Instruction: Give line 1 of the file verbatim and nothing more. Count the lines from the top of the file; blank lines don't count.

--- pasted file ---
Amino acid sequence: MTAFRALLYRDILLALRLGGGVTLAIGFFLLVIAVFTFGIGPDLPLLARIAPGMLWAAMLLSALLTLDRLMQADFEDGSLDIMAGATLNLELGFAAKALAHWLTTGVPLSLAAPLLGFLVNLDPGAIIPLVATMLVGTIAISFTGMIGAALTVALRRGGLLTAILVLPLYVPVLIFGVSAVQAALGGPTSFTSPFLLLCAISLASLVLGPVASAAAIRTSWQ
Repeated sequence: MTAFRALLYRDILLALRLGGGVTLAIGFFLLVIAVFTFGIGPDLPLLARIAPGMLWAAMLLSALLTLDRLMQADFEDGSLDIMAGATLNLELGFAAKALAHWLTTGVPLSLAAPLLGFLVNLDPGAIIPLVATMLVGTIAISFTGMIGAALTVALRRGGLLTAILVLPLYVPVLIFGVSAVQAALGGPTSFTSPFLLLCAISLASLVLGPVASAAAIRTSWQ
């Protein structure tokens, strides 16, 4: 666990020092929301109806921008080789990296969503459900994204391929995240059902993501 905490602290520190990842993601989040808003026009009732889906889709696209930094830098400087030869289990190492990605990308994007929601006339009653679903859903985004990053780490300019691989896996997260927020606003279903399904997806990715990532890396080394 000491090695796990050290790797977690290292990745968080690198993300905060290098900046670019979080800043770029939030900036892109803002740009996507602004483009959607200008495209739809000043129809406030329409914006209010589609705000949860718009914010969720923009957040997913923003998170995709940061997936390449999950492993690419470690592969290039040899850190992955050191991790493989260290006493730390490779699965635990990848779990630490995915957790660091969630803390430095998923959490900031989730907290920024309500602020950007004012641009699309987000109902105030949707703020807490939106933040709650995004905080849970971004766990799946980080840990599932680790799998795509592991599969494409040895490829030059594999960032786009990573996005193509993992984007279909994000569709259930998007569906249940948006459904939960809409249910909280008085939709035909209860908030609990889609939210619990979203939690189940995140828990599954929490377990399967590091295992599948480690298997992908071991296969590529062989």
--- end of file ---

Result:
Amino acid sequence: MTAFRALLYRDILLALRLGGGVTLAIGFFLLVIAVFTFGIGPDLPLLARIAPGMLWAAMLLSALLTLDRLMQADFEDGSLDIMAGATLNLELGFAAKALAHWLTTGVPLSLAAPLLGFLVNLDPGAIIPLVATMLVGTIAISFTGMIGAALTVALRRGGLLTAILVLPLYVPVLIFGVSAVQAALGGPTSFTSPFLLLCAISLASLVLGPVASAAAIRTSWQ